Section 2 of Final Title of Revised Statutes provides, "That these Revised Civil Statutes of the State of Texas shall be known and may be cited as the 'Revised Statutes.' "
The title of the act to be considered in this case is as follows: "An act to amend title 3, articles 9 and 10, and to add articles 10a, 10b, 10c, 10d, 10e, 10f, 10g, and 10h, and to repeal all laws in conflict therewith." Laws of 1891, p. 82.
If this title be not in compliance with section 35 of article 3 of the Constitution, then the act following it is void. It is contended that the title is a compliance with the requirements of the Constitution, notwithstanding from it the subject of legislation can not be known; and so upon the theory that by searching the Revised Statutes it will be seen that title 3 of the Revised Statutes is the only one of that number in any of the laws of this State which has articles numbered 9 and 10; and further, because looking to title 3, articles 9 and 10 of the Revised Statutes, it will be seen that these relate to the same subject on which the act in question was intended to operate.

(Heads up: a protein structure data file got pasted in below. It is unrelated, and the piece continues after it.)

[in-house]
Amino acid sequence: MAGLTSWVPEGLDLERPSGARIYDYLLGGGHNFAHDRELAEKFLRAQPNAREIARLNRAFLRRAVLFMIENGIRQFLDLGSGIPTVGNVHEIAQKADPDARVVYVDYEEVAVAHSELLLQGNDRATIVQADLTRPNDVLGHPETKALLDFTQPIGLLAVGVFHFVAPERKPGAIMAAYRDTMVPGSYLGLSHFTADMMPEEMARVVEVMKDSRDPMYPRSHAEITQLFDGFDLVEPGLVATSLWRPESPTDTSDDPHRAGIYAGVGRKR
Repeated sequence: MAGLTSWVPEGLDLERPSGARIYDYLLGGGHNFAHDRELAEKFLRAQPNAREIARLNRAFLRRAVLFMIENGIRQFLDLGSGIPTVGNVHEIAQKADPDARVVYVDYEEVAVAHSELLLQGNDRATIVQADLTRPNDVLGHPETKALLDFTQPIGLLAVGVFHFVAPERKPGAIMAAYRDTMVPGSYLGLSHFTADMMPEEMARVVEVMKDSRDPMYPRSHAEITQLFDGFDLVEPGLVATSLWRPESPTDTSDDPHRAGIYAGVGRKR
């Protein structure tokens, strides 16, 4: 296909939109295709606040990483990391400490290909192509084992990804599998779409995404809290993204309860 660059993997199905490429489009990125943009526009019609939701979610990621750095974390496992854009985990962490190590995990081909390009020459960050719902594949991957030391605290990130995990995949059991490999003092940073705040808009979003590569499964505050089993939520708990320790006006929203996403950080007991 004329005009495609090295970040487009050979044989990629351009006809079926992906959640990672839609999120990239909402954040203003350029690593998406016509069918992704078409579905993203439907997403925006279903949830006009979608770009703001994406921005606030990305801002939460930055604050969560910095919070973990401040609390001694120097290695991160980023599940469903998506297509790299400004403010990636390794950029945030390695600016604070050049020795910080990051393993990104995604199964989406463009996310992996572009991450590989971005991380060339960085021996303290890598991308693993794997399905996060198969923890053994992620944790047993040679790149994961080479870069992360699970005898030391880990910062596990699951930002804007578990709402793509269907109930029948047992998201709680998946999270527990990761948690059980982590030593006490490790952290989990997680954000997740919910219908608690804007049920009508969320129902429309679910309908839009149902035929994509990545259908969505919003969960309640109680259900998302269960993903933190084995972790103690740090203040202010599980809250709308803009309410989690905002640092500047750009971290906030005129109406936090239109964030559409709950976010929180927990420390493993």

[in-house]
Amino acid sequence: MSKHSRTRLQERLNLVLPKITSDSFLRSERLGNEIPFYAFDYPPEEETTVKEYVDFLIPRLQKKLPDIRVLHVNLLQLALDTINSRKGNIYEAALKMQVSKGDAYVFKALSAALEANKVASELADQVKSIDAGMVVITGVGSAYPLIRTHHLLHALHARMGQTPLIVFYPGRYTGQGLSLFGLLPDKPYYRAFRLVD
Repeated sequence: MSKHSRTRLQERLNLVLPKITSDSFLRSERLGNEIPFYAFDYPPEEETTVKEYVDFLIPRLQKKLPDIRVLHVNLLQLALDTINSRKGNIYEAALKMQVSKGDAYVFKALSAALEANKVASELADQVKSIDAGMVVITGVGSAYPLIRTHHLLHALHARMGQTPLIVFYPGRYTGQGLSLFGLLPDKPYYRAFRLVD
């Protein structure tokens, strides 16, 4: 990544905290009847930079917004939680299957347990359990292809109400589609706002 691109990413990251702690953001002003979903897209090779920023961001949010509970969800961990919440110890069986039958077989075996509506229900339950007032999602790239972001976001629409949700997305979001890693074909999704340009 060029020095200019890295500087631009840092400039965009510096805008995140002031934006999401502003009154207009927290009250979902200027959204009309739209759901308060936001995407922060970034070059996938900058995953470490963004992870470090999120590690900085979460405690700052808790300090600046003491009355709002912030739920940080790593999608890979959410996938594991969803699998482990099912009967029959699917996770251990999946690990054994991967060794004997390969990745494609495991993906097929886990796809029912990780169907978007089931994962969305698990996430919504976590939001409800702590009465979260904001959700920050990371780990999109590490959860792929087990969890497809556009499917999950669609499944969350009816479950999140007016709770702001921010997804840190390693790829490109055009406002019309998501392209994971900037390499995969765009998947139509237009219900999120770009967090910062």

The mischiefs intended to be avoided by section 35 of article 3 of the Constitution have been so often stated that it is not now necessary to restate them, and it must be deemed settled that such a law is mandatory, and hence binding upon every department of the government.
While this is so, such provisions have been liberally construed, and it has been steadily held that a title which in substance is a compliance with the requirement of the Constitution is sufficient; but can it be claimed that the title in question is sufficient even under this liberal rule?